Ernest Ansermet's recording with his Orchestre de la Suisse Romande of Chabrier's Joyeuse Marche is a desert island track of mine: the precise brio instantly puts one in a jolly mood, the perfect curtainraiser to any concert of recorded music. His complete Delibes Coppélia was my top choice on BBC Radio 3's Building a Library. But I hadn't listened widely to the non-French repertoire in his 314 Decca recordings. Preparing for a Proms Plus homage on Thursday afternoon, I found myself constantly taken aback by the freshness, the combination of firm rhythmic definition and freedom, in classical and romantic works. Not what one would expect from a Professor of Mathematics, but Ansermet was anything but rigid in his logic as an interpreter.
In the end a brief digression on that subject got edited out for the interval broadcast, which you can hear about 58 minutes into the Prom as available for a while on the BBC iPlayer (and I recommend it all). Listeners had just heard Debussy and Ravel, and were about to hear Stravinsky's Petrushka, so that remained the brief. But how I would love to have illustrated the perfect gait and spareness of the first movement in Ansermet's recording of Haydn's Symphony No. 22, 'The Philosopher'. In a fascinating documentary made during a rehearsal you can see here:
Ansermet says every Haydn symphony should be respected for its unique character, that there is so much more beyond the basic classical forms. The focused power of his Beethoven Fifth, Seventh and Ninth is also surprising. The studio performance of the Seventh's finale is one of the glories of the recording world; I haven't had time yet to watch the whole of the below film, but it's another of those unanticipated pleasures that YouTube constantly gives us.
Many sound files only reached me from Universal - which holds the Decca legacy but can't, it seems, get hold of it so easily - just as I was about to set out for Imperial College on Thursday afternoon, but the listening will go on. One of the tracks I did get to excerpt especially impressed our players - the second of the Valses Nobles et Sentimentales, silky but clear, with the necessary acidic jabs of pain. Here, also wonder of wonders, is a film of him conducting the OSR in La Valse.
The players weren't so fond of the Petrushka excerpt I chose - from the later, 1957 stereo version rather than the feted 1949 recording. A bit messy, yes, but so spirited.
I'd like to have included the white heat of Tchaikovsky's Pathétique Finale - like the Beethoven, one of the best interpretations I've ever heard of a very familiar work - and more of Ansermet's perfect sympathy with dance music.
The relationship with Stravinsky (Ansermet pictured below with him and Prokofiev) is fascinating. It ran smoothly from the early days of the Ballets Russes - Ansermet took over from Monteux, called up for active service in 1915 - until 1938, when they fell out over a cut Ansermet insisted upon in the ballet Jeu de cartes. Much of the correspondence in Craft's Volume One selection is businesslike, but there's a touching commendation from Stravinky in 1919, after an OSR rehearsal of the new Firebird Suite, of how well Ansermet understands contemporary music, in that he doesn't approach it differently from 'music of the past'.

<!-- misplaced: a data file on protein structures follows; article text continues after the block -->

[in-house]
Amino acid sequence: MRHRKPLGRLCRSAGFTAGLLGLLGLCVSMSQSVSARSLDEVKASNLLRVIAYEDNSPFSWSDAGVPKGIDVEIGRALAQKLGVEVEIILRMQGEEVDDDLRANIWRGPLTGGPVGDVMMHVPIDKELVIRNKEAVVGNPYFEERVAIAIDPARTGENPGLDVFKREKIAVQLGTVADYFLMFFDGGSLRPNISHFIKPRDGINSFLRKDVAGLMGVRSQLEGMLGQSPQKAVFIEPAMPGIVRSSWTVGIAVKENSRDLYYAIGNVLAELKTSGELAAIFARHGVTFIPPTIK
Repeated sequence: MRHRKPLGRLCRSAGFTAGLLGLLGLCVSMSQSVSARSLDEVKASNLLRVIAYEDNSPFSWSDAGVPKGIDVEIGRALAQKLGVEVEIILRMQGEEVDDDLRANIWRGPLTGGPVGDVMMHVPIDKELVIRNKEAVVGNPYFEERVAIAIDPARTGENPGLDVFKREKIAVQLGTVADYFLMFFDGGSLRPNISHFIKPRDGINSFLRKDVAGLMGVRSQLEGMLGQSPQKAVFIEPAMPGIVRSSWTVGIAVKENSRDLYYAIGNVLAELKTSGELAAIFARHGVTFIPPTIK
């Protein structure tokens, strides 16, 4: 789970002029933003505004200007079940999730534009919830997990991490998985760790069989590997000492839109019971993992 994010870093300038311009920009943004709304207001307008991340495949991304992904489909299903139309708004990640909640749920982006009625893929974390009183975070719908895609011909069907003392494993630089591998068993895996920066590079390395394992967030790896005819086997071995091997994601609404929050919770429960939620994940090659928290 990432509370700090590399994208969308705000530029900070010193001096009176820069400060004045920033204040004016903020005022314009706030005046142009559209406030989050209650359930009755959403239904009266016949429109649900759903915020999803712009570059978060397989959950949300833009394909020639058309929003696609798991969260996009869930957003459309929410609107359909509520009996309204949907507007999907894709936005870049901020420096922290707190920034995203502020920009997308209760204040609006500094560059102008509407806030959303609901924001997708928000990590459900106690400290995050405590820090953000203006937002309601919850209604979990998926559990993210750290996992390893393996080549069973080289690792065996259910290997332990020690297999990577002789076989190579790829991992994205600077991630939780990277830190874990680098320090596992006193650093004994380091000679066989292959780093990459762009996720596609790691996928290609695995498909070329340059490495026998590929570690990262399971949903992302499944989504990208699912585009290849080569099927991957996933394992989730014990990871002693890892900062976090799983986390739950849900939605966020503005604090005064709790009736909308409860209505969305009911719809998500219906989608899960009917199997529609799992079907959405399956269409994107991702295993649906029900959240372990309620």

Schoenberg and his system Ansermet did not, would not, understand, and it's shocking to read in his huge study of musical aesthetics how he links the aridity with the 'Jewish question'. And that was in 1961! I won't sully the entry with quotations (and there's a still worse one in an earlier article on how Schnabel played like a Jewish banker). Still, I found that the Hannah Arendt Institute was promoting a conference on the holistic approach to music we find in Ansermet's magnum opus. A nicer way to end is to quote his fundamental tenet:
It is easy for a conductor to fill a musical phrase with feeling, because one can do more or less what one wants with a musical phrase. In any case, it is easier to do than to find the correct feeling, the one that puts the phrase in its context and takes account of its contribution to the piece as a whole...It is the interpreter's job to assimilate as much as possible the feeling which the composer turned into music, and to express it in such a way that the listener can hear it in terms of melody, harmony, rhythm and tempo. I have made my choice. First I imagine the musically sensitive listener. Thus I have faith in the listener, just as I have faith in the music, and the two things hang together. My idea is that the listener is able to understand and so all I need to do, in so far as I am able, is to let the music speak, without recourse to the sort of effects that one can always produce, but at the expense of the truth.